By 2007 and the surge in Iraq, U.S. foreign policy moved into its present phase. No longer was the primary goal to dominate the region. Rather, it was to withdraw from the region while attempting to sustain regimes able to defend themselves and not hostile to the United States. The withdrawal from Iraq did not achieve this goal; the withdrawal from Afghanistan probably will not either. Having withdrawn from Iraq, the United States will withdraw from Afghanistan regardless of the aftermath. The United States will not end its involvement in the region, and the primary goal of defeating al Qaeda will no longer be the centerpiece.

President Barack Obama continued the strategy his predecessor, George W. Bush, set in Iraq after 2007. While Obama increased forces beyond what Bush did in Afghanistan, he nevertheless accepted the concept of a surge -- the increase of forces designed to facilitate withdrawal. For Obama, the core strategic problem was not the wars but rather the problem of the 1990s -- namely, how to accommodate the United States and its institutions to a world without major enemies.

The Failure of Reset

The reset button Hillary Clinton gave to the Russians symbolized Obama's strategy. Obama wanted to reset U.S. foreign policy to the period before 9/11, a period when U.S. interventions, although frequent, were minor and could be justified as humanitarian. Economic issues dominated the period, and the primary issue was managing prosperity. It also was a period in which U.S.-European and U.S.-Chinese relations fell into alignment, and when U.S.-Russian relations were stable. Obama thus sought a return to a period when the international system was stable, pro-American and prosperous. While understandable from an American point of view, Russia, for example, considers the 1990s an unmitigated disaster to which it must never return.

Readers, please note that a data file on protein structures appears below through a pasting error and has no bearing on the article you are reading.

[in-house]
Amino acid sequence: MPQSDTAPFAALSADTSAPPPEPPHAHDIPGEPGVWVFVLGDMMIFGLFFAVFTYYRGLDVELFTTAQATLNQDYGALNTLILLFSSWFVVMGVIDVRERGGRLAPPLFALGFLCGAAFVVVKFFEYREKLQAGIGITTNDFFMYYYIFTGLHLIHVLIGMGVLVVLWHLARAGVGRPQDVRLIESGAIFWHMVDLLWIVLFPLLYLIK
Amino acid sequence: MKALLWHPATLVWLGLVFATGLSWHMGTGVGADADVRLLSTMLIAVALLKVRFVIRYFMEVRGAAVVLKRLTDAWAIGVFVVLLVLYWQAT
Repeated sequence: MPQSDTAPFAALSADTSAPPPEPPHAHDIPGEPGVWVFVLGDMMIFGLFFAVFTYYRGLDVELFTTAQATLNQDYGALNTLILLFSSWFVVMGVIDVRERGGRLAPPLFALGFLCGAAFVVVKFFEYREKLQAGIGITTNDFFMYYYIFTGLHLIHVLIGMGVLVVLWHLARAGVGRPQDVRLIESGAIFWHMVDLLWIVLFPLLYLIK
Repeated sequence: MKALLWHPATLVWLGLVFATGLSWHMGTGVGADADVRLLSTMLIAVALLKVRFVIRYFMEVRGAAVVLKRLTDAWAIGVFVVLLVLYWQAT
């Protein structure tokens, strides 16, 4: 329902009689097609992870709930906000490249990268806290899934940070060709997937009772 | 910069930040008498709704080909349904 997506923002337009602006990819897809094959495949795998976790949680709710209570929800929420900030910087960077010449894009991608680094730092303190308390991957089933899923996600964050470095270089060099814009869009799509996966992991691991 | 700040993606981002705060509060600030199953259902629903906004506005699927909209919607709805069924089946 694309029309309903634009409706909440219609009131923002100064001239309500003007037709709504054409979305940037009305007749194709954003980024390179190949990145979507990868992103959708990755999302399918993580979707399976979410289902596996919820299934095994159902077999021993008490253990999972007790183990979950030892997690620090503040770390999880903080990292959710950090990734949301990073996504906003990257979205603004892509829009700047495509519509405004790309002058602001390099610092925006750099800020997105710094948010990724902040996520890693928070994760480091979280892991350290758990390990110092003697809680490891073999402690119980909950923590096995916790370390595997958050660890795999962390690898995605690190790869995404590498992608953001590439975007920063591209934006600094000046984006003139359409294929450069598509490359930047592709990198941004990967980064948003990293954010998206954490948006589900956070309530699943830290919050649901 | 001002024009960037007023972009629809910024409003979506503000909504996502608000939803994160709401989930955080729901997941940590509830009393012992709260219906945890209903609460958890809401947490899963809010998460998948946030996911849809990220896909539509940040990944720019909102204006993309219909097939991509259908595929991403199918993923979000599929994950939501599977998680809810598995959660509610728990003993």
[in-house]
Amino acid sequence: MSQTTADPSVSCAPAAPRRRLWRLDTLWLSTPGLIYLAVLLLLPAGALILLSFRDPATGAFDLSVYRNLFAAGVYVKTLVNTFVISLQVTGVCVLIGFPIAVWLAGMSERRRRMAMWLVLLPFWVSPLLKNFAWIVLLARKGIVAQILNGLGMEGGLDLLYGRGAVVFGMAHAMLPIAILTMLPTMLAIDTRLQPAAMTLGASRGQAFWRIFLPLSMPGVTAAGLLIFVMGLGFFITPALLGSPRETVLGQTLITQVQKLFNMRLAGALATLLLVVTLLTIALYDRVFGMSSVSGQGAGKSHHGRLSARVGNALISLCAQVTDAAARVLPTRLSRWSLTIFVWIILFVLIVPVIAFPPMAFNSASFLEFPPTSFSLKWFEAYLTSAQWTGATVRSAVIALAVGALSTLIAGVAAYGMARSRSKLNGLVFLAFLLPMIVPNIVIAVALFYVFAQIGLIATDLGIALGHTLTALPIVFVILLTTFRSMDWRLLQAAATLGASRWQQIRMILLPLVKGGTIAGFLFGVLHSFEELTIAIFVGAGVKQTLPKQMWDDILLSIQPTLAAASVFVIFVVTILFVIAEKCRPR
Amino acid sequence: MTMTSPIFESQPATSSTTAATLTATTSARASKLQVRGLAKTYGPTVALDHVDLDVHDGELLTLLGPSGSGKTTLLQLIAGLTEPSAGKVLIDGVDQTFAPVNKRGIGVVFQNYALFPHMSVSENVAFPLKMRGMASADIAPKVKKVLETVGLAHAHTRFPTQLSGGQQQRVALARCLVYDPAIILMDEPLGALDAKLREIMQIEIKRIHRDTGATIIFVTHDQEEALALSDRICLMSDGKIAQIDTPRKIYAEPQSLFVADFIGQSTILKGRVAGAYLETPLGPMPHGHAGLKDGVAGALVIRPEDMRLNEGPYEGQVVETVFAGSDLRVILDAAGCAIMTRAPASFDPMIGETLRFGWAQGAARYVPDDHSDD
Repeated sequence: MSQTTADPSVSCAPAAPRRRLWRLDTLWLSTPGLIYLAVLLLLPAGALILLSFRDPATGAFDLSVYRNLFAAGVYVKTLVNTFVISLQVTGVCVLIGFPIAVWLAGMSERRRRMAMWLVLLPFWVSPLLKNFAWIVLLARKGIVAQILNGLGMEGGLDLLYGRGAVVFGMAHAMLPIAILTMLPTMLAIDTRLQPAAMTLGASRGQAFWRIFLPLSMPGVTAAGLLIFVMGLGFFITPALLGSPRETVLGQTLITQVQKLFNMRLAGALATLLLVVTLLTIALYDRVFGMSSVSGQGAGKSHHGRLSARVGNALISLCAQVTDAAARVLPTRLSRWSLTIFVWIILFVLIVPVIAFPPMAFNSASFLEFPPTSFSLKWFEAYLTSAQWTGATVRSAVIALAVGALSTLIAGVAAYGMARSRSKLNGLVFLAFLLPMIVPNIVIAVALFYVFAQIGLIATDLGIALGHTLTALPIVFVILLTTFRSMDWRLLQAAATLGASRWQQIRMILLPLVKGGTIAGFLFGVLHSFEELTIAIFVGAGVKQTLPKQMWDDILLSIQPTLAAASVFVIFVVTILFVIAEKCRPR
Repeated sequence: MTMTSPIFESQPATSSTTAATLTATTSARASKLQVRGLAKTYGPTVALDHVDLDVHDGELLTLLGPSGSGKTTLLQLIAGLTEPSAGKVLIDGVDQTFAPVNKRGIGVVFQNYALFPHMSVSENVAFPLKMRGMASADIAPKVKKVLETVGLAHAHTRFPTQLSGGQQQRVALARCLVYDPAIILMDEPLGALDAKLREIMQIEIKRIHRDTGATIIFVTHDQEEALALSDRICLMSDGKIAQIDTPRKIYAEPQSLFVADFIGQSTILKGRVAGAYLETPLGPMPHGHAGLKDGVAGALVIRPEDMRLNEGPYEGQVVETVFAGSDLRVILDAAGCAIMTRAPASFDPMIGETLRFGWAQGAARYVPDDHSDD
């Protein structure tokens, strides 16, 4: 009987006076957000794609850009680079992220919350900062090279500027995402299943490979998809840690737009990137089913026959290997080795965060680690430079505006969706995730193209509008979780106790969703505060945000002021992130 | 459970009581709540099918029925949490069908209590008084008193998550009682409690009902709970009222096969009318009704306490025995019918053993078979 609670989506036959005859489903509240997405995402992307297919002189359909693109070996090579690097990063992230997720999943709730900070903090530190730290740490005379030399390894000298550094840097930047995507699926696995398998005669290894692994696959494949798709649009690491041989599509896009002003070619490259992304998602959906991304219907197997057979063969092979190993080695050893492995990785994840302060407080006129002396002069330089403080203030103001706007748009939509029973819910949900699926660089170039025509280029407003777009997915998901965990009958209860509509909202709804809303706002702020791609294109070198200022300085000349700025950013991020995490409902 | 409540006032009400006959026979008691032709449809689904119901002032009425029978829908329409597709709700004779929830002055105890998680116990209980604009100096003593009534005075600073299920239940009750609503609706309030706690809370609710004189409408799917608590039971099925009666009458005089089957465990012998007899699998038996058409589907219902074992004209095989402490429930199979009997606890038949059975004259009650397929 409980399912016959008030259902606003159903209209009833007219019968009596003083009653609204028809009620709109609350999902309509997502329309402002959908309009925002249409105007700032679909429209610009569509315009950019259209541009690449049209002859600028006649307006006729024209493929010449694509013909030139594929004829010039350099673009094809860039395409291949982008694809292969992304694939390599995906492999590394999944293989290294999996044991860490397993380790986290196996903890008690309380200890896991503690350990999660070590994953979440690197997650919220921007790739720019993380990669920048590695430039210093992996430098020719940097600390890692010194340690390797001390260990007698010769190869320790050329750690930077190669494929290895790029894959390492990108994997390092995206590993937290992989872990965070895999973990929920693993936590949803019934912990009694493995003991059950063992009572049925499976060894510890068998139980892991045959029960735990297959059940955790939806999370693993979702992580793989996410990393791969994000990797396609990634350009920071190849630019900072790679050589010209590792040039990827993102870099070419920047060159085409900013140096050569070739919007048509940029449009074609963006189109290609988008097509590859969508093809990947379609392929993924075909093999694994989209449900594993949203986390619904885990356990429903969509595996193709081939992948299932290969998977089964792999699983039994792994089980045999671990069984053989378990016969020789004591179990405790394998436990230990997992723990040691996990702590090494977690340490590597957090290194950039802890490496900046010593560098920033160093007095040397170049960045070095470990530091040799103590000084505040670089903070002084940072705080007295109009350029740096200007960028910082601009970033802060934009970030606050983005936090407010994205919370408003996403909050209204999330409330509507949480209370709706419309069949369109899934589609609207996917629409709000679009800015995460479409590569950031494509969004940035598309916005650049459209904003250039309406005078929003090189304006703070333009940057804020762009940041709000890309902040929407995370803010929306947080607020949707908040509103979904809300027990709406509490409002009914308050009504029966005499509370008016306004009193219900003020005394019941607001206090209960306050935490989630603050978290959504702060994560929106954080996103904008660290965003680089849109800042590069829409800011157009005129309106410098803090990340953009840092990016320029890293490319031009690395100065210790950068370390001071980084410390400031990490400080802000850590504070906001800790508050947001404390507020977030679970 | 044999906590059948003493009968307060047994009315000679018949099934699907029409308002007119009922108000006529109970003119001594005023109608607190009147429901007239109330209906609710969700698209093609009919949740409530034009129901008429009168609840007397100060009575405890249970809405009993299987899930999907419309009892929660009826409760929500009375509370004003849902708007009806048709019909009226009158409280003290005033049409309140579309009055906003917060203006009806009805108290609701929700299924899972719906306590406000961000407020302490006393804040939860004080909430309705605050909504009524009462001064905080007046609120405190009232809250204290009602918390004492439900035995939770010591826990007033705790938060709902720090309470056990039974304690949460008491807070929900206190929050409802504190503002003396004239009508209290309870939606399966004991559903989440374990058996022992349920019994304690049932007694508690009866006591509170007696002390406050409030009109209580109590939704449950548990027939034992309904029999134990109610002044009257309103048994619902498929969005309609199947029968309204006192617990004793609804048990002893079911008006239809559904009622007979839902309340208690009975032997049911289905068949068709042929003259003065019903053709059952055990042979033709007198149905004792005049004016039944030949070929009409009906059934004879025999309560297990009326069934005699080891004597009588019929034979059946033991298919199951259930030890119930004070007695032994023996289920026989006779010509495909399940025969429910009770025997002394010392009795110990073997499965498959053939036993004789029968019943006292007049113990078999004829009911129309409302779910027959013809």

The problem in this strategy was that it was impossible to reset the international system. The prosperity of the 1990s had turned into the difficulties of the post-2008 financial crisis. This obviously created preoccupations with managing the domestic economy, but as we saw in our first installment, the financial crisis redefined the way the rest of the world operated. The Europe, China and Russia of the 1990s no longer existed, and the Middle East had been transformed as well.

Read the rest of The State of the World: Explaining U.S. Strategy at Stratfor.

 

2 comments:

OMMAG said...

I've heard it said that you should never attribute to simple incompentence that which can be explained by simple malice.

Obama and his admisnistration are malicious

OMMAG said...

BTW .... love that Swedish meatball...